After preliminarily approving a TCPA settlement arising out of allegedly unsolicited faxes, the Middle District of Florida recently reversed course and rejected the settlement in light of the Eleventh Circuit’s finding that the district court had erred in denying a new party’s request to intervene. See Tech. Training Assocs., Inc. v. Buccaneers Ltd. P’ship, No. 16-1622, 2019 WL 4751799 (M.D. Fla. Sept. 30, 2019).
The plaintiffs (Technology Training Associates, Inc. and Back to Basics Family Chiropractic) sued the defendant (Buccaneers Limited Partnership) after they received allegedly unsolicited faxes offering Tampa Bay Buccaneers tickets. The plaintiffs further alleged that the faxes did not comply with the TCPA because they did not include the required opt-out notice.
In E&G, Inc. v. Mount Vernon Mills, Inc., No. 17-0218, 2019 WL 4032951 (D.S.C. Aug. 22, 2019), the District of South Carolina denied class certification because individualized issues—specifically, whether recipients had consented to receive the fax at issue—predominated.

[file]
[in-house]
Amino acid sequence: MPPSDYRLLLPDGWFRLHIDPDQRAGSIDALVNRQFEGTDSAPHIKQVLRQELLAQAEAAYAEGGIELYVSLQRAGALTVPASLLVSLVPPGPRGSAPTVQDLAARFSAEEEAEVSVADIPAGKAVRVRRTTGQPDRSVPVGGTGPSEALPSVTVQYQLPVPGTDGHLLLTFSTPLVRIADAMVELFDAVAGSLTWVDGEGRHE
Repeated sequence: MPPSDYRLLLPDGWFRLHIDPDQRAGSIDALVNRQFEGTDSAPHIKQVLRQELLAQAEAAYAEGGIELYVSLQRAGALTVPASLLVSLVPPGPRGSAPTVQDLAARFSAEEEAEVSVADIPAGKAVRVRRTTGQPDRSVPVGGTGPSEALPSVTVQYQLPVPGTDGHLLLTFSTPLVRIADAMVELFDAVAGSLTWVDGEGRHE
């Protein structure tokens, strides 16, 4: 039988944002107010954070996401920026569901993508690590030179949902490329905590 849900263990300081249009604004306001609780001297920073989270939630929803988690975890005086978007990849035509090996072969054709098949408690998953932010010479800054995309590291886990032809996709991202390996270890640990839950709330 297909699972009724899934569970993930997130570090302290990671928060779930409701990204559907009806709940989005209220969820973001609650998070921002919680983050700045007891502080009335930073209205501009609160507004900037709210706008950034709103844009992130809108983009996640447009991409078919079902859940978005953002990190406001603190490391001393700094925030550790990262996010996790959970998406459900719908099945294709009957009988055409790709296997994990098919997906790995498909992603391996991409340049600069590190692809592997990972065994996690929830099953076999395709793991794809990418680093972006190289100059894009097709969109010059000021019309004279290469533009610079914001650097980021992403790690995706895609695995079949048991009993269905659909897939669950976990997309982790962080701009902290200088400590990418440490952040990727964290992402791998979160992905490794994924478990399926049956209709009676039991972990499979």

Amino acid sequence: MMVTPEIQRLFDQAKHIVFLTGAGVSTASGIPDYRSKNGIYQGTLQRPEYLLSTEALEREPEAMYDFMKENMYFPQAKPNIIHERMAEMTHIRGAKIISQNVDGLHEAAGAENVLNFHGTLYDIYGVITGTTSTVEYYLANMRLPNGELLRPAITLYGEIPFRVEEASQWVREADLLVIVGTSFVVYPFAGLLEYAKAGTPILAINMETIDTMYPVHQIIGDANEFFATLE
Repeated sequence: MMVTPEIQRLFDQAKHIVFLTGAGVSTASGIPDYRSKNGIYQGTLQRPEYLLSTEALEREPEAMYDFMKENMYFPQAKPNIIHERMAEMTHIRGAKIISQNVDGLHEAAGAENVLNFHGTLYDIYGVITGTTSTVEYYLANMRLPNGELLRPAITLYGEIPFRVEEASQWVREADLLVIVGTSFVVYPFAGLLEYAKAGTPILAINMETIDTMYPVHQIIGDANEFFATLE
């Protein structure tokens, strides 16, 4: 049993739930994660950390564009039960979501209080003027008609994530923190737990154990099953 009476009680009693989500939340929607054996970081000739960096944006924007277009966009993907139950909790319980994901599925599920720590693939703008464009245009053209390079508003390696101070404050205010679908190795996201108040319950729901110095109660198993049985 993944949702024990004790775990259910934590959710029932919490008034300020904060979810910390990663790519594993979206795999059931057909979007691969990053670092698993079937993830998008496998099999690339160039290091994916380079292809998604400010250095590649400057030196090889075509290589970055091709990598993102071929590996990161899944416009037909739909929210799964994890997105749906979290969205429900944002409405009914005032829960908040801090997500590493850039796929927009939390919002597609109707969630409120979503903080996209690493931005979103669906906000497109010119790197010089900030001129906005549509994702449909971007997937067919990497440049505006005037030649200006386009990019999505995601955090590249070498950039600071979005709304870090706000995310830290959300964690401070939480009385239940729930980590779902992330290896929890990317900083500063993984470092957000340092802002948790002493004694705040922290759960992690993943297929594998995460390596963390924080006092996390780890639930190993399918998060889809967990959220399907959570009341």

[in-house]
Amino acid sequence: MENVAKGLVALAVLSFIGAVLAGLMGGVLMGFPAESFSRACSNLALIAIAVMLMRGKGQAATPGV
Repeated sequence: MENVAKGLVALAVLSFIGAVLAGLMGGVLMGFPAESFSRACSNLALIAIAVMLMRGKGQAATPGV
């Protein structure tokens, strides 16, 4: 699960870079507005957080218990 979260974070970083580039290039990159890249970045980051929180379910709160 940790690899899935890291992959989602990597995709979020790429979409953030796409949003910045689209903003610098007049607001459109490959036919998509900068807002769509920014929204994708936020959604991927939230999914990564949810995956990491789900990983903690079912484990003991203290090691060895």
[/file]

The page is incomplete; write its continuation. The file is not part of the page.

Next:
Plaintiff E&G, Inc. (“E&G”), a hotel franchisee of Wyndham Worldwide Corporation (“WWC”), received a fax from WWC that included advertisements from certain approved WWC vendors, including defendant Mount Vernon Mills, Inc. (“Mount Vernon”). E&G’s franchise agreement with WWC allowed WWC to offer assistance with purchasing supplies and to provide lists of preferred suppliers. E&G provided WWC with its fax number and updated its contact information over the course of several years.